McDonald’s Corporation: Executive Summary With over 30,000 restaurants operating in more than 100 countries worldwide, McDonald’s is able to serve 52 million customers per day, undoubtedly laying claim to the leading global foodservice retailer. Priding itself on its well-known products, such as the Big Mac and Egg McMuffin, McDonald’s was able to generate 2007 revenues of $22.8 billion, a record high in the 54-year history of the fast-food franchise. As a strong competitor in the global market, McDonald’s Corporation constantly faces the test of not only improving its profitability, but also its social and environmental performance. Recently, McDonald’s has embraced the globalization trend that is sweeping multinational corporations all over the world, and is taking large steps in tailoring its products and services to the demands of its local customers. Beginning with its introduction of computerized point-of-sale systems over 30 years ago, McDonald’s continues to effectively utilize advancements in technology to improve its overall operation efficiency. Perhaps the most powerful force affecting McDonald’s Corporation’s lines of business today is sustainability and the recent “green” movement that is at the forefront of its social responsibility and values system. In this report, we will analyze three major trend that are affecting McDonald’s’ operations and reputation and discuss how the corporation is adapting to these forces in the global market.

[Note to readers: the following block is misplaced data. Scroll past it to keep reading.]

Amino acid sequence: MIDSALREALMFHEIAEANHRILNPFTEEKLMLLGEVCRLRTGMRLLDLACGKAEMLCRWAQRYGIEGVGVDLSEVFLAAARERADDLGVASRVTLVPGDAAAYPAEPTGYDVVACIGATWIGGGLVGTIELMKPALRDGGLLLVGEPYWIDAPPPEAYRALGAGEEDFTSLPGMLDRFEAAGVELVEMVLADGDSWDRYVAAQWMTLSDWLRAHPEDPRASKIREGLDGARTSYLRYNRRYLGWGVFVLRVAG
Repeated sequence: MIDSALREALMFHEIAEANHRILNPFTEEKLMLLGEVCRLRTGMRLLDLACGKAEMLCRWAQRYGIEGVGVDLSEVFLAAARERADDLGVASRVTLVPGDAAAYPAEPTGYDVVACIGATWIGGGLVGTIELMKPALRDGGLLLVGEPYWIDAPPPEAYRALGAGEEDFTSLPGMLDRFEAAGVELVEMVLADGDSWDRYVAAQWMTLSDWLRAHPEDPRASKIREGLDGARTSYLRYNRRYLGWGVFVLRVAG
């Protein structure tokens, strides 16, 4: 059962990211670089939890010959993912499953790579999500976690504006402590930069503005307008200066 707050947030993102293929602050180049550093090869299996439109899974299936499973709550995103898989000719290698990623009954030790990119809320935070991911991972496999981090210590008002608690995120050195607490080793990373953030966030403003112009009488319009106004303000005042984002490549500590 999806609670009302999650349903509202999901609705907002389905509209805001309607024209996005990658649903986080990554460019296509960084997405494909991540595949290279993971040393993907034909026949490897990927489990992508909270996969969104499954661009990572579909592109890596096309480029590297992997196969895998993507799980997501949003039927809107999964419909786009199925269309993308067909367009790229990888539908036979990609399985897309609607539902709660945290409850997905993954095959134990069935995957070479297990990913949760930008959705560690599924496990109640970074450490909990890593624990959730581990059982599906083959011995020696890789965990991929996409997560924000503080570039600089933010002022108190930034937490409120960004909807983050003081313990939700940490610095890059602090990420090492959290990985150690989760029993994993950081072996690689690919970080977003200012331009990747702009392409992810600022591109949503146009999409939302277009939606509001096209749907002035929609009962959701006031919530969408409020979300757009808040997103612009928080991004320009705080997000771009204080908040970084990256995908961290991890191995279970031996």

Globalization McDonalds is a prominent global force and symbol of globalization. It was one of the first companies in the fast food industry to globalize, which has had positive and negative impacts on the company. McDonald’s initial strategy was to take their standardized American practices to foreign countries. This strategy was met with resistance which forced the company to move to an internationalization strategy where they adapted their products and customer service to the domestic country (Heer and Penfold 1). For example, McDonalds introduced “Aunt and Uncle McDonald” in China because of the country’s emphasis on family values (Heer and Penfold 1). In Russia, McDonalds hired hosts to help customers adapt to the fast food environment, which previously did not exist in this country (Bryman 154). However, because of their initial unsuccessful globalization strategy, McDonalds faced cultural clashes and protests in many locations. Japan has criticized McDonalds for increases in national obesity, and Dinan and Millau have suffered protests on McDonalds’ stores as a symbol of unwelcome globalization (Spano 7). As a method to keep costs low, McDonald’s maintains their production strategies when they enter new countries but frequently adapts product choices and service to the predominant practices of the hosting country. McDonald’s was one of the first companies to value the importance of local cultural practices and traditions. This has allowed them to adapt the theory of internationalization, which is more readily accepted than that of standardized globalization. In fact, internationalization has become so engrained in McDonald’s culture that they’ve developed the term “McDonaldization,” which is the “the process by which the principles of the fast-food restaurant are coming to dominate more and more sectors of American society as well as the rest of the world” (Heer and Penfold 1). One of the most visible examples of McDonald’s adaptation to local food preferences is its change of menu items to conform to local food availability. On the Canadian east coast, where lobster is readily available, McDonald’s has developed the McLobster, which is a lobster salad sandwich. In Quebec, McDonald’s offers a local favorite, French fries topped with gravy and cheese curds. In Egypt, the McFalafel responded to local food preferences, and in Finland, the McLuks salmon burger is preferred over beef burgers (“Studying McDonald’s...
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